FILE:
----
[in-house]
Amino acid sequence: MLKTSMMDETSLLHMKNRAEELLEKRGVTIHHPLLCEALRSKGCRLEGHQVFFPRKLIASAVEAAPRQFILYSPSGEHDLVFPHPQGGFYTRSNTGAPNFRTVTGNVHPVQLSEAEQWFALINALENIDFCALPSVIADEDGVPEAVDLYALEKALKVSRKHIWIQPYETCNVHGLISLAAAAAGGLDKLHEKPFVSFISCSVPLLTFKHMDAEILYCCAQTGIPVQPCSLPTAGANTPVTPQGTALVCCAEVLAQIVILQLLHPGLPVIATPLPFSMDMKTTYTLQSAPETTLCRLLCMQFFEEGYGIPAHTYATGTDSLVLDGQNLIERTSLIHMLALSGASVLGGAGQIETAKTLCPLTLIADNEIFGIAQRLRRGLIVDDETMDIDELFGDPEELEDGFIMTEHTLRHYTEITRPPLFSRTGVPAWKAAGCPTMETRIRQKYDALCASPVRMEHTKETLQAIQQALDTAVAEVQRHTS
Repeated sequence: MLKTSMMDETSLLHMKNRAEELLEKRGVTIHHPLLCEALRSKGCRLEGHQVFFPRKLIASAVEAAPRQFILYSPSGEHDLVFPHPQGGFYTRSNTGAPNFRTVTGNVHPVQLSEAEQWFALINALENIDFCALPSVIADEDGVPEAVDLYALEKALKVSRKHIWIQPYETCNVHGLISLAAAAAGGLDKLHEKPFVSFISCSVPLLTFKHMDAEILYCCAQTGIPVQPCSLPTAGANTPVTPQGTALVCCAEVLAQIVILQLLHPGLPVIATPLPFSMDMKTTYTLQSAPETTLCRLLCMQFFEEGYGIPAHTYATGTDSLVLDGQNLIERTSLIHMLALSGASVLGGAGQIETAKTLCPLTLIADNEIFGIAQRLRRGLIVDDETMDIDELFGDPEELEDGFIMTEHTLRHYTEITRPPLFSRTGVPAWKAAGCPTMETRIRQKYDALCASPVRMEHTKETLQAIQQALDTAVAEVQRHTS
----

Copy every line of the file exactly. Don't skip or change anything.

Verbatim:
[in-house]
Amino acid sequence: MLKTSMMDETSLLHMKNRAEELLEKRGVTIHHPLLCEALRSKGCRLEGHQVFFPRKLIASAVEAAPRQFILYSPSGEHDLVFPHPQGGFYTRSNTGAPNFRTVTGNVHPVQLSEAEQWFALINALENIDFCALPSVIADEDGVPEAVDLYALEKALKVSRKHIWIQPYETCNVHGLISLAAAAAGGLDKLHEKPFVSFISCSVPLLTFKHMDAEILYCCAQTGIPVQPCSLPTAGANTPVTPQGTALVCCAEVLAQIVILQLLHPGLPVIATPLPFSMDMKTTYTLQSAPETTLCRLLCMQFFEEGYGIPAHTYATGTDSLVLDGQNLIERTSLIHMLALSGASVLGGAGQIETAKTLCPLTLIADNEIFGIAQRLRRGLIVDDETMDIDELFGDPEELEDGFIMTEHTLRHYTEITRPPLFSRTGVPAWKAAGCPTMETRIRQKYDALCASPVRMEHTKETLQAIQQALDTAVAEVQRHTS
Repeated sequence: MLKTSMMDETSLLHMKNRAEELLEKRGVTIHHPLLCEALRSKGCRLEGHQVFFPRKLIASAVEAAPRQFILYSPSGEHDLVFPHPQGGFYTRSNTGAPNFRTVTGNVHPVQLSEAEQWFALINALENIDFCALPSVIADEDGVPEAVDLYALEKALKVSRKHIWIQPYETCNVHGLISLAAAAAGGLDKLHEKPFVSFISCSVPLLTFKHMDAEILYCCAQTGIPVQPCSLPTAGANTPVTPQGTALVCCAEVLAQIVILQLLHPGLPVIATPLPFSMDMKTTYTLQSAPETTLCRLLCMQFFEEGYGIPAHTYATGTDSLVLDGQNLIERTSLIHMLALSGASVLGGAGQIETAKTLCPLTLIADNEIFGIAQRLRRGLIVDDETMDIDELFGDPEELEDGFIMTEHTLRHYTEITRPPLFSRTGVPAWKAAGCPTMETRIRQKYDALCASPVRMEHTKETLQAIQQALDTAVAEVQRHTS